Do we know about the 48wk data from the PRO051 extension study?

 

Ofelia,

 I noticed your comments on FB about some boys not responding. Do you have any further details?

 

 

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This is the abstract of their presentation at AAN 2011 last week. Good news, the improvement in 6MWT was maintained after 48 weeks, bad news the side effects (protein in urine in ALL boys). Also to note the huge standard deviation which tells that there is a big variation in the 6MWT times in the boys with some improving and some not. I am concerned that FDA will not approve such a drug if they cannot explain the side effects...

 

[S34.004] Forty-Eight Week Follow-Up Data from a Phase I/IIa Extension Study of PRO051/GSK2402968 in Subjects with Duchenne Muscular Dystrophy

Nathalie Goemans, Leuven, Belgium, Mar Tulinius, Gothenburg, Sweden, Rosamund Wilson, Marlborough, Wiltshire, United Kingdom, Judith van Deutekom, Sjef de Kimpe, Giles Campion, Leiden, The Netherlands 

OBJECTIVE: To evaluate the efficacy and safety of 48 weeks of treatment with PRO051/GSK2402968 in boys with Duchenne muscular dystrophy (DMD).BACKGROUND: DMD patients suffer from progressive muscle degeneration due to mutations in the DMD gene and resulting absence of functional dystrophin in the muscle cell wall. PRO051/GSK2402968 is an antisense oligonucleotide compound which induces exon 51 skipping during pre-mRNA splicing and produces novel dystrophin expression in a subpopulation of DMD patients. DESIGN/METHODS: Twelve DMD patients with mutations correctable by skipping exon 51, (11 ambulatory, 1 non-ambulatory at study entry) completed a dose-escalation Phase I/IIa study (Netherlands Trial Register #NTR124) and entered the open-label extension study. Subjects were to receive weekly subcutaneous injections of 6mg/kg of PRO051/GSK2402968 in the extension study, regardless of earlier dose. All subjects were at stable steroid doses during the study. Assessments were performed at baseline and 4-week intervals thereafter. RESULTS:All boys reported treatment-emergent AEs. The most common AEs were increased urinary 1-microglobulin (100%), proteinuria (92%) and injection site reactions (100%). However, the majority of AEs were considered to be mild; there were no severe treatment-related AEs. There was some evidence of mild proteinuria, confirmed as greater than the upper limit of normal range (>0.15g<0.3g/24hrs), in four boys at subsequent 24-hr collection. Increases in some renal and hepatic parameters were observed but none were considered progressive. Four serious AEs (not related to treatment) were reported. There was an improvement in 6-minute walking distance test (6MWD) from 12 weeks; this was maintained until week 48, when the mean (SD) improvement in 6MWD was +29 (80)m. CONCLUSIONS: PRO051/GSK2402968 6mg/kg administered weekly by subcutaneous injection was generally well tolerated across 48 weeks of treatment. Renal and hepatic function warrant further monitoring. As 6MWD is expected to deteriorate over 48 weeks, the improvements observed in this functional measurement are encouraging.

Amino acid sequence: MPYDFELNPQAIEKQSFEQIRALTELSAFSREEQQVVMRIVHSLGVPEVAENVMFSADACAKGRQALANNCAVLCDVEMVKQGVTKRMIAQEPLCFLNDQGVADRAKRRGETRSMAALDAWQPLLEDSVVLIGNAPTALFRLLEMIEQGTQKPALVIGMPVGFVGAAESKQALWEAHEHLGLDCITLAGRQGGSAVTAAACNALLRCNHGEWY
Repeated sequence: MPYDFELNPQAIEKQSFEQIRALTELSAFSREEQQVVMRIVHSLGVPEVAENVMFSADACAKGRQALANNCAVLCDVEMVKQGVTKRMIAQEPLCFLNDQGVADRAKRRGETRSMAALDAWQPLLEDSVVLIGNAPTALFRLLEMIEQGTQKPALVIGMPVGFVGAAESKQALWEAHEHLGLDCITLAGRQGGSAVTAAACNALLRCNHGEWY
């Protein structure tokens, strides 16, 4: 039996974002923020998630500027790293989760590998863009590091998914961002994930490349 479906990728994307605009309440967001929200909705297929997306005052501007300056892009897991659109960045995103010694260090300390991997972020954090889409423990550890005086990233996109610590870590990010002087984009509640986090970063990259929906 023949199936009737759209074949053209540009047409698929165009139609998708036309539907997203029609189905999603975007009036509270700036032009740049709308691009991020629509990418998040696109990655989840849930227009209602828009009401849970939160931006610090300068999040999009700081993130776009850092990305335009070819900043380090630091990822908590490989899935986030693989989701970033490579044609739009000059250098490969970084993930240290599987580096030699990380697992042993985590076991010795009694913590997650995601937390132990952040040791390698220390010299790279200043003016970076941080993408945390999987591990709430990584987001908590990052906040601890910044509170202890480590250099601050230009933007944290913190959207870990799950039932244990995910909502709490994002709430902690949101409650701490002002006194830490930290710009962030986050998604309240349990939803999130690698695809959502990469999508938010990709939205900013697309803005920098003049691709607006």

I'm waiting for more details from people attending the meeting.

Thanks Ofelia.

 

In the PTC trials spread over the 48 week period they talked about a 42% decline in 6MWT and achieved 12% decline. Assuming a 360m baseline 6MWT Prosensa's effect would be a range of -15% to +30% . Just by these numbers looks like atleast the progression is getting delayed.

 

Lets wait for more details on the proteinuria which is in the lower side of the limits.

Yes, it looks to me that the progression is delayed...I wish we had more info than this abstract...
I'm with you that extra protein in the urine is troubling, but from my uninformed perspective it does not seem that surprising.  The intended effect of the drug is to stimulate production of a new protein in the boys bodies.  It stands to reason that not all of that protein is going to stick between muscle cells and connective tissue and that some of it is going to float away and get cleared by the kidneys.  I had heard some rumor somewhere that the expectation was that a long term maintenance regimen of these drugs would involve less frequent administration.  Hopefully that will satisfy our fearless "protectors" at the FDA.
This would need to be validated in the AVI trials. If I remember correctly they did not see this side effect? I think the hope is to have weekly injections int he first moths then every 2-3 weeks. I'm assuming that would help...GSK is testing something like this in Phase II in UK now.

Paul Cliff said: